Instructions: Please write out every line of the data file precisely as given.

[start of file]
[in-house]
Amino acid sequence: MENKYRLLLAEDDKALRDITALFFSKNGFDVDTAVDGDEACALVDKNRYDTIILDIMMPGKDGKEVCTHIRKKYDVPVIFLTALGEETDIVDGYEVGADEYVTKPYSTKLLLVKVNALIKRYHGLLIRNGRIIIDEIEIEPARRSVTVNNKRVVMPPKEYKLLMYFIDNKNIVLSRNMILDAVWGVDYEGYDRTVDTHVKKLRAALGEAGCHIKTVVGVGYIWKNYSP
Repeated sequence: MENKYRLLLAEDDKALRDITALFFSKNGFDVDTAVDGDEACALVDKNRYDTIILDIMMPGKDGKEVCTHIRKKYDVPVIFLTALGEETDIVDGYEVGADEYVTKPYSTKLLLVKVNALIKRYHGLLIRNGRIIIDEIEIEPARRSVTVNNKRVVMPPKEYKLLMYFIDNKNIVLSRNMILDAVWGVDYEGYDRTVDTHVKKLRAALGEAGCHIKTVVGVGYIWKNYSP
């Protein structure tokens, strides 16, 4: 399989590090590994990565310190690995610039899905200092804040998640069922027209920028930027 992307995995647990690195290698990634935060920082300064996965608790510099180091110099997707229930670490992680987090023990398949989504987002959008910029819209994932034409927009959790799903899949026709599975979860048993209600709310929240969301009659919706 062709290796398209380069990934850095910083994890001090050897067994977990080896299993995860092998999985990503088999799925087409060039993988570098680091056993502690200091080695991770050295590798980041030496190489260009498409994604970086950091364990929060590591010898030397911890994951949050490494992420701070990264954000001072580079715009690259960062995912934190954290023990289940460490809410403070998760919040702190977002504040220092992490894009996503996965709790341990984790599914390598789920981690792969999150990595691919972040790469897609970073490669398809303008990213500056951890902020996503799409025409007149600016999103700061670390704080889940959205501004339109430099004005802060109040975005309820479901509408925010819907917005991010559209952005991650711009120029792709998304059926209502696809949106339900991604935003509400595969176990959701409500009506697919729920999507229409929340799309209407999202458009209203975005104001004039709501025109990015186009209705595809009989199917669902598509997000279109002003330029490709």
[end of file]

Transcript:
[in-house]
Amino acid sequence: MENKYRLLLAEDDKALRDITALFFSKNGFDVDTAVDGDEACALVDKNRYDTIILDIMMPGKDGKEVCTHIRKKYDVPVIFLTALGEETDIVDGYEVGADEYVTKPYSTKLLLVKVNALIKRYHGLLIRNGRIIIDEIEIEPARRSVTVNNKRVVMPPKEYKLLMYFIDNKNIVLSRNMILDAVWGVDYEGYDRTVDTHVKKLRAALGEAGCHIKTVVGVGYIWKNYSP
Repeated sequence: MENKYRLLLAEDDKALRDITALFFSKNGFDVDTAVDGDEACALVDKNRYDTIILDIMMPGKDGKEVCTHIRKKYDVPVIFLTALGEETDIVDGYEVGADEYVTKPYSTKLLLVKVNALIKRYHGLLIRNGRIIIDEIEIEPARRSVTVNNKRVVMPPKEYKLLMYFIDNKNIVLSRNMILDAVWGVDYEGYDRTVDTHVKKLRAALGEAGCHIKTVVGVGYIWKNYSP
């Protein structure tokens, strides 16, 4: 399989590090590994990565310190690995610039899905200092804040998640069922027209920028930027 992307995995647990690195290698990634935060920082300064996965608790510099180091110099997707229930670490992680987090023990398949989504987002959008910029819209994932034409927009959790799903899949026709599975979860048993209600709310929240969301009659919706 062709290796398209380069990934850095910083994890001090050897067994977990080896299993995860092998999985990503088999799925087409060039993988570098680091056993502690200091080695991770050295590798980041030496190489260009498409994604970086950091364990929060590591010898030397911890994951949050490494992420701070990264954000001072580079715009690259960062995912934190954290023990289940460490809410403070998760919040702190977002504040220092992490894009996503996965709790341990984790599914390598789920981690792969999150990595691919972040790469897609970073490669398809303008990213500056951890902020996503799409025409007149600016999103700061670390704080889940959205501004339109430099004005802060109040975005309820479901509408925010819907917005991010559209952005991650711009120029792709998304059926209502696809949106339900991604935003509400595969176990959701409500009506697919729920999507229409929340799309209407999202458009209203975005104001004039709501025109990015186009209705595809009989199917669902598509997000279109002003330029490709």